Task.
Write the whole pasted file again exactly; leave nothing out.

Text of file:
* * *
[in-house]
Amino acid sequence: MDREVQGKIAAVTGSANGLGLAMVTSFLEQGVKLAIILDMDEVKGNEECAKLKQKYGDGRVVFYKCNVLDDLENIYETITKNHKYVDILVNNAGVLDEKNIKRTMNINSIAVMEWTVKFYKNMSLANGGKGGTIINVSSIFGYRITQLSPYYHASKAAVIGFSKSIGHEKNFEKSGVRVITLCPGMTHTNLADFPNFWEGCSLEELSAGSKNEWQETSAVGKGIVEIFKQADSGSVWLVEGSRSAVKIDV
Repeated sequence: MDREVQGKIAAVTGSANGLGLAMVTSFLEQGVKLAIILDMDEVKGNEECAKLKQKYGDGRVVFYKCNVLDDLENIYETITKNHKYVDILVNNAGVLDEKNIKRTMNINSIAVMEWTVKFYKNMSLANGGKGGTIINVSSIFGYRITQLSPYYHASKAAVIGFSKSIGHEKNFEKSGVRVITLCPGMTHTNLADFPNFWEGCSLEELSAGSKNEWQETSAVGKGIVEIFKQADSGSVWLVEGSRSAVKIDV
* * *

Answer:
[in-house]
Amino acid sequence: MDREVQGKIAAVTGSANGLGLAMVTSFLEQGVKLAIILDMDEVKGNEECAKLKQKYGDGRVVFYKCNVLDDLENIYETITKNHKYVDILVNNAGVLDEKNIKRTMNINSIAVMEWTVKFYKNMSLANGGKGGTIINVSSIFGYRITQLSPYYHASKAAVIGFSKSIGHEKNFEKSGVRVITLCPGMTHTNLADFPNFWEGCSLEELSAGSKNEWQETSAVGKGIVEIFKQADSGSVWLVEGSRSAVKIDV
Repeated sequence: MDREVQGKIAAVTGSANGLGLAMVTSFLEQGVKLAIILDMDEVKGNEECAKLKQKYGDGRVVFYKCNVLDDLENIYETITKNHKYVDILVNNAGVLDEKNIKRTMNINSIAVMEWTVKFYKNMSLANGGKGGTIINVSSIFGYRITQLSPYYHASKAAVIGFSKSIGHEKNFEKSGVRVITLCPGMTHTNLADFPNFWEGCSLEELSAGSKNEWQETSAVGKGIVEIFKQADSGSVWLVEGSRSAVKIDV